In conclusion, our study provides evidence that the ethanolic extract of D. tripetala fruits alleviate damage to the organs of rats caused by oxidative stress resulting from repeated exposures to CCl4. Going forward, it may be possible to extract or semi-synthesize drugs for the treatment of liver and kidney diseases from D. tripetala.

AUTHOR DISCLOSURE STATEMENT


The authors declare no conflict of interest.

AUTHOR CONTRIBUTIONS


SOO and NEJO designed the study. SOO and KO carried out the experiments. SOO analyzed the data and wrote the manuscript. All authors approved the final copy of the manuscript.

Fig 1.

Figure 1.Photomicrographs of liver sections from (A) control rats showing normal liver histology: clear centrioles with well fenestrated sinusoidal space and distinct hepatocytes; (B) rats treated with 250 mg/kg bw ETDT and CCl4, showing very mild fatty changes with clear centrioles; (C) rats treated with 500 mg/kg bw ETDT and CCl4, showing fatty changes and little hydropic degeneration of the hepatocytes, with centrioles appearing congested surrounded by neutrophilic infiltrates; (D) rats treated with 1,000 mg/kg bw ETDT and CCl4, showing fatty changes with partially clear centrioles surrounded by visible multifocal neutrophilic infiltrates; (E) rats treated with CCl4 only, showing fatty changes (macrovsicular steatosis) and hydropic degeneration of the hepatocytes with multifocal distortion in liver histology, congestion of the central vein, with neutrophilic infiltrates. The liver sections were stained with hematoxylin and eosin and observed with a 10× objective. ETDT, D. tripetala ethanolic extract.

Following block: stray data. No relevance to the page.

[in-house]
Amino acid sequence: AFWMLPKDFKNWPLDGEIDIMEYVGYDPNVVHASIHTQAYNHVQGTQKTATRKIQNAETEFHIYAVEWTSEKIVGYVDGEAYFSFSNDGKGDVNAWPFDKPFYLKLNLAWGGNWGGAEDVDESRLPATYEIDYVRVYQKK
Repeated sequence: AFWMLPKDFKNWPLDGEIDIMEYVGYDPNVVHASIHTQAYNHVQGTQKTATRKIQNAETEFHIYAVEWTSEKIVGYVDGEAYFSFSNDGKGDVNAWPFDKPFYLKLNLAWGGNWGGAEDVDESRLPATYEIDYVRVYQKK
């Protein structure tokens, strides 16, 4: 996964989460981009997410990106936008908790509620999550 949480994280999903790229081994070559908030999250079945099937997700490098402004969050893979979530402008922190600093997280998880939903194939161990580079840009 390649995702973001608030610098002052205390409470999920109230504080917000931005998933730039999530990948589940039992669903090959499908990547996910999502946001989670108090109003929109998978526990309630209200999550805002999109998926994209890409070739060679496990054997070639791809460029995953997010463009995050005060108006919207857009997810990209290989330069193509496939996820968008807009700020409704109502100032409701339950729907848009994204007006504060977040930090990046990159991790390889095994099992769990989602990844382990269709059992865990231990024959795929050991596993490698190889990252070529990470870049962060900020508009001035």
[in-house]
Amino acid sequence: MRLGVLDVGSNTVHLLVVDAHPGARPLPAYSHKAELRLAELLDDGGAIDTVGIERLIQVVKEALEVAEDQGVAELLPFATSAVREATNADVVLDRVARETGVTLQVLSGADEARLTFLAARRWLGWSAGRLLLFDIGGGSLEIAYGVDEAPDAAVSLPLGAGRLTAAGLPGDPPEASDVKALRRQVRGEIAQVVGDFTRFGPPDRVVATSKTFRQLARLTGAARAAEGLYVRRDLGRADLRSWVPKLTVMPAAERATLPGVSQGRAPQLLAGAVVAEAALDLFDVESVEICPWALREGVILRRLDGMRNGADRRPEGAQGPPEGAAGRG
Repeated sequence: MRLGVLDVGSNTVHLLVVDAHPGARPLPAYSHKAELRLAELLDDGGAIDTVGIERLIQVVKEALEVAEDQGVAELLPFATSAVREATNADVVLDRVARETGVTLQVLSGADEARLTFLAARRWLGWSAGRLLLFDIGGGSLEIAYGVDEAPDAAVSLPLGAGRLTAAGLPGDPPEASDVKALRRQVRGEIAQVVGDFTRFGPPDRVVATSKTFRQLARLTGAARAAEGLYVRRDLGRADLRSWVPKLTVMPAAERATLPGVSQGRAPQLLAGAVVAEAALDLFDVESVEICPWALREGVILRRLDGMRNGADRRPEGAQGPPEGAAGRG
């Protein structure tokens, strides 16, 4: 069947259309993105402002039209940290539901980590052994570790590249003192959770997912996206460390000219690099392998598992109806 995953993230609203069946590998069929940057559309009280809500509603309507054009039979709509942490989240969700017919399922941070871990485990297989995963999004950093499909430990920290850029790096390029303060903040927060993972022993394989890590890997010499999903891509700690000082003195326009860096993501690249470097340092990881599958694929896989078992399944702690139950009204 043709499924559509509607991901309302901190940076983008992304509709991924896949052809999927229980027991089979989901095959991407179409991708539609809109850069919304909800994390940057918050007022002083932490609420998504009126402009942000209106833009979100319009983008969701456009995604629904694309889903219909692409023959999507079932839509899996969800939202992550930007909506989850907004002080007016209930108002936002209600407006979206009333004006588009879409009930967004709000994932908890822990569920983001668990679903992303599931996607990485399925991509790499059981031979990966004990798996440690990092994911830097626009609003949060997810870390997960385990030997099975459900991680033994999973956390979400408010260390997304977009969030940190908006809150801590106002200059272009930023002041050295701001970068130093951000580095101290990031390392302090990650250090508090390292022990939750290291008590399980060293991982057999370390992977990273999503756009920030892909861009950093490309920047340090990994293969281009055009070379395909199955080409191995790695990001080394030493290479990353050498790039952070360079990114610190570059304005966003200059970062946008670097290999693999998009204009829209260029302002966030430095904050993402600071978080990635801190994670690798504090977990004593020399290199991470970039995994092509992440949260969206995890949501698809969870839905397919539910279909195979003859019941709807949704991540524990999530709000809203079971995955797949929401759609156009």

Preventive Nutrition and Food Science 2021; 26: 177-185https://doi.org/10.3746/pnf.2021.26.2.177

Fig 2.

Figure 2.Photomicrographs of liver sections from (A) control rats showing normal liver histology: clear centrioles with well fenestrated sinusoidal space and distinct hepatocytes with well differentiated nucleus; (B) rats treated with 250 mg/kg bw ETDT and CCl4, showing very mild fatty changes although with clear centrioles; (C) rats treated with 500 mg/kg bw ETDT and CCl4, showing fatty changes and little hydropic degeneration of the hepatocytes, with centriole appearing congested surrounded by neutrophilic infiltrates; (D) rats treated with 1,000 mg/kg bw ETDT and CCl4, showing fatty changes with partially clear centrioles surrounded by visible multifocal neutrophilic infiltrates; (E) rats treated with CCl4 only showing fatty changes (macrovsicular steatosis) and hydropic degeneration of the hepatocytes with multifocal distortion in liver histology, congestion of the central vein with neutrophilic infiltrates. The liver sections were stained with hematoxylin and eosin and observed with a 40× objective. ETDT, D. tripetala ethanolic extract.
Preventive Nutrition and Food Science 2021; 26: 177-185https://doi.org/10.3746/pnf.2021.26.2.177

Fig 3.